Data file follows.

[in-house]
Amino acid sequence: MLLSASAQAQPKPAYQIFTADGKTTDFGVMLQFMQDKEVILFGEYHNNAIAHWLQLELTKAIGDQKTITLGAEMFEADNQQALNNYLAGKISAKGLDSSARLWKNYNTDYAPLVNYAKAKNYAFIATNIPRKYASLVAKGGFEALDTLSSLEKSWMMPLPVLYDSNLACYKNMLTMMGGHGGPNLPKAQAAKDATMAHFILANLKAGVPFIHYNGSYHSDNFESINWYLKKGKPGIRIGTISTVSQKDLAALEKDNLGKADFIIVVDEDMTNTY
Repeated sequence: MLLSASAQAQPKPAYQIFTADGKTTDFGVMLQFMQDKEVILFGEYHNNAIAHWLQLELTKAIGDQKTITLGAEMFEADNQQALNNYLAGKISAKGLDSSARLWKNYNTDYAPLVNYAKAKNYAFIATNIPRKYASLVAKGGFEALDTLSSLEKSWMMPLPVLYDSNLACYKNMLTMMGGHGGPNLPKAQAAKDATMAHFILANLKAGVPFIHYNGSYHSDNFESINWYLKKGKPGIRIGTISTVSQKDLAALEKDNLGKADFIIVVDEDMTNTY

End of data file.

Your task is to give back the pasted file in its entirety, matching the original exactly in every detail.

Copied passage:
[in-house]
Amino acid sequence: MLLSASAQAQPKPAYQIFTADGKTTDFGVMLQFMQDKEVILFGEYHNNAIAHWLQLELTKAIGDQKTITLGAEMFEADNQQALNNYLAGKISAKGLDSSARLWKNYNTDYAPLVNYAKAKNYAFIATNIPRKYASLVAKGGFEALDTLSSLEKSWMMPLPVLYDSNLACYKNMLTMMGGHGGPNLPKAQAAKDATMAHFILANLKAGVPFIHYNGSYHSDNFESINWYLKKGKPGIRIGTISTVSQKDLAALEKDNLGKADFIIVVDEDMTNTY
Repeated sequence: MLLSASAQAQPKPAYQIFTADGKTTDFGVMLQFMQDKEVILFGEYHNNAIAHWLQLELTKAIGDQKTITLGAEMFEADNQQALNNYLAGKISAKGLDSSARLWKNYNTDYAPLVNYAKAKNYAFIATNIPRKYASLVAKGGFEALDTLSSLEKSWMMPLPVLYDSNLACYKNMLTMMGGHGGPNLPKAQAAKDATMAHFILANLKAGVPFIHYNGSYHSDNFESINWYLKKGKPGIRIGTISTVSQKDLAALEKDNLGKADFIIVVDEDMTNTY